Ag Policy Blog

Navigator Halts Carbon Pipeline Plans, a Blow to Midwest Ethanol Plants

Chris Clayton
By  Chris Clayton , DTN Ag Policy Editor
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The map for the $3.5 billion Navigator CO2 Ventures pipeline, which the company has now put on hold following permit problems in South Dakota, Illinois and Iowa. (Map courtesy of Navigator)

One of the two major carbon pipeline projects in the Midwest has withdrawn its permit application in Illinois and put its $3.5 billion project on hold.

The move becomes a complication for dozens of ethanol plants that had signed with Navigator intending to capture their carbon dioxide and lower the carbon footprint of their ethanol in the process.

Navigator CO2 Ventures had already lost a construction permit application in South Dakota in early September and had asked the Iowa Utilities Board to suspend work on its permit application in that state as well. The Illinois Commerce Commission had been preparing to hold hearings next week on Navigator's permit application, which was crucial because Navigator had intended to sink its carbon dioxide into an Illinois bedrock formation.

In a statement Tuesday, the carbon pipeline company stated, "Navigator will be taking time to reassess the route and application."

Navigator had planned to run a 1,350-mile route of pipelines to as many as 30 ethanol plants in South Dakota, Nebraska, Minnesota, Iowa and Illinois – with most of its contracted ethanol plants in Iowa. Those ethanol plants would ship their carbon dioxide waste through Navigator's pipeline and sink it in Illinois, which would dramatically lower the carbon footprint for those ethanol plants.

Carbon pipelines have said they have gotten a majority landowners to sign contracts for easements, but the companies want eminent domain for the holdouts. Opponents have rallied landowner and community opposition to pipelines and counties in states along the routes have passed their own restrictions and setback ordinances. Critics praised the Navigator announcement on Tuesday.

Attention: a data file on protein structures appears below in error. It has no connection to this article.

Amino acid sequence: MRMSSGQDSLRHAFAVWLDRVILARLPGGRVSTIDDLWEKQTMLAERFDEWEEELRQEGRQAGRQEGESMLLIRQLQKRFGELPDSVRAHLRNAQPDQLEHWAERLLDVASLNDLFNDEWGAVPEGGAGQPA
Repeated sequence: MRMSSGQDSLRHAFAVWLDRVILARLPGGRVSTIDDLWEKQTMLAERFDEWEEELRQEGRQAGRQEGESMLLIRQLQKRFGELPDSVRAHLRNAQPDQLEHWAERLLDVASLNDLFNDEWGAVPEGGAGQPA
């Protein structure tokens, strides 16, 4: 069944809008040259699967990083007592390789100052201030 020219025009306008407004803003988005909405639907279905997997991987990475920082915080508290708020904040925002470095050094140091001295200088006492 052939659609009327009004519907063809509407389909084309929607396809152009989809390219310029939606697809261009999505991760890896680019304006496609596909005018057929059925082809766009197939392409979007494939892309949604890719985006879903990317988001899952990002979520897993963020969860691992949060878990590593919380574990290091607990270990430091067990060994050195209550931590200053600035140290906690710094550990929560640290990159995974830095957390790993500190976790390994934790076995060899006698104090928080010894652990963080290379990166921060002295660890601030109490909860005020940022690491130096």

"The carbon pipeline dominos are falling," Jess Mazour, an Iowa Sierra Club conservation coordinator, said in a statement quoted in the Des Moines Register. "We hope Navigator sees the writing on the wall that they will face opposition in every corner of every state. We do not want their carbon pipeline or any carbon pipelines."

Jane Kleeb of the Nebraska-based Bold Alliance told Associated Press, "When you organize the families most at-risk of eminent domain, you can stop a pipeline," Kleeb said."This is a core lesson we have learned over the years, as pipeline corporations try to bully hard-working Americans into giving up their land for corporate greed."

Navigator is one of a pair of major pipeline proposals going through the regulatory steps in different states. Summit Carbon Solutions is in the middle of its permit hearings in Iowa, which started in late August but the hearings are expected to stretch into November. Summit also has seen its permit applications rejected in both North Dakota and South Dakota, but is reapplying for permits in both states. Summit's plan is to sink its carbon dioxide in North Dakota.

Reflecting the potential blow to ethanol plants, the Iowa Renewable Fuels Association said in a study released earlier this year that the state's ethanol plants could lose more than $10 billion a year if they do not have a way to sequester carbon and receive new federal tax credits as a result. The Inflation Reduction Act, passed last year, includes the Clean Fuels Production Credit, or 45Z, that could generate an average of 48 cents a gallon in tax credits for ethanol plants. Then there is the value of selling lower-carbon ethanol into markets such as California or other states with low-carbon fuel standards as well.

Ethanol plants also need to lower their carbon footprints as airline companies focus more aggressively on creating Sustainable Aviation Fuels (SAF) which also have standards for lowering emissions to qualify for federal tax breaks.

This article contained information from the Des Moines Register, Associated Press and Iowa Capital Dispatch.

Chris Clayton can be reached at

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